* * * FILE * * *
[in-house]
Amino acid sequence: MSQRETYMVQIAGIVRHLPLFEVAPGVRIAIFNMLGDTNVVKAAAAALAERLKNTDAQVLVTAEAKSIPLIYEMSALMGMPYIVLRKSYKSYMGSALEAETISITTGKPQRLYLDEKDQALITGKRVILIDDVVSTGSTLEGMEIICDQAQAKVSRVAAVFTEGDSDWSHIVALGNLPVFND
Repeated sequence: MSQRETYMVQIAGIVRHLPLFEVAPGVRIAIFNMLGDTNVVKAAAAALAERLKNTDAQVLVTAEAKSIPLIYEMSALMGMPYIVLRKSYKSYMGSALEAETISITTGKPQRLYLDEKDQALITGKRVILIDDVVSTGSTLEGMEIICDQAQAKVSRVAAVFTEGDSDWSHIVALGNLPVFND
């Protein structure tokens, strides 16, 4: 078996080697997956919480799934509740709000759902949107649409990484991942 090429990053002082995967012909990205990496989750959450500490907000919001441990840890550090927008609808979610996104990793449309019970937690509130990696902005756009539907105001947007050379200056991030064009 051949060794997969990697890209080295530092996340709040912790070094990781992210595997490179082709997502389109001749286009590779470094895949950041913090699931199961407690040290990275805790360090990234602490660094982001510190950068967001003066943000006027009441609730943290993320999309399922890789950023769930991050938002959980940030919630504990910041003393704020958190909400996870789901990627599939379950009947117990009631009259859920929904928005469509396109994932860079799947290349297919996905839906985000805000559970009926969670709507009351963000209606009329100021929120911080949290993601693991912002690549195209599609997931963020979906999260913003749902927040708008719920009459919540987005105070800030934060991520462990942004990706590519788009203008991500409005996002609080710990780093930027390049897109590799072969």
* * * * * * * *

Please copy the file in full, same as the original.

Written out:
[in-house]
Amino acid sequence: MSQRETYMVQIAGIVRHLPLFEVAPGVRIAIFNMLGDTNVVKAAAAALAERLKNTDAQVLVTAEAKSIPLIYEMSALMGMPYIVLRKSYKSYMGSALEAETISITTGKPQRLYLDEKDQALITGKRVILIDDVVSTGSTLEGMEIICDQAQAKVSRVAAVFTEGDSDWSHIVALGNLPVFND
Repeated sequence: MSQRETYMVQIAGIVRHLPLFEVAPGVRIAIFNMLGDTNVVKAAAAALAERLKNTDAQVLVTAEAKSIPLIYEMSALMGMPYIVLRKSYKSYMGSALEAETISITTGKPQRLYLDEKDQALITGKRVILIDDVVSTGSTLEGMEIICDQAQAKVSRVAAVFTEGDSDWSHIVALGNLPVFND
């Protein structure tokens, strides 16, 4: 078996080697997956919480799934509740709000759902949107649409990484991942 090429990053002082995967012909990205990496989750959450500490907000919001441990840890550090927008609808979610996104990793449309019970937690509130990696902005756009539907105001947007050379200056991030064009 051949060794997969990697890209080295530092996340709040912790070094990781992210595997490179082709997502389109001749286009590779470094895949950041913090699931199961407690040290990275805790360090990234602490660094982001510190950068967001003066943000006027009441609730943290993320999309399922890789950023769930991050938002959980940030919630504990910041003393704020958190909400996870789901990627599939379950009947117990009631009259859920929904928005469509396109994932860079799947290349297919996905839906985000805000559970009926969670709507009351963000209606009329100021929120911080949290993601693991912002690549195209599609997931963020979906999260913003749902927040708008719920009459919540987005105070800030934060991520462990942004990706590519788009203008991500409005996002609080710990780093930027390049897109590799072969």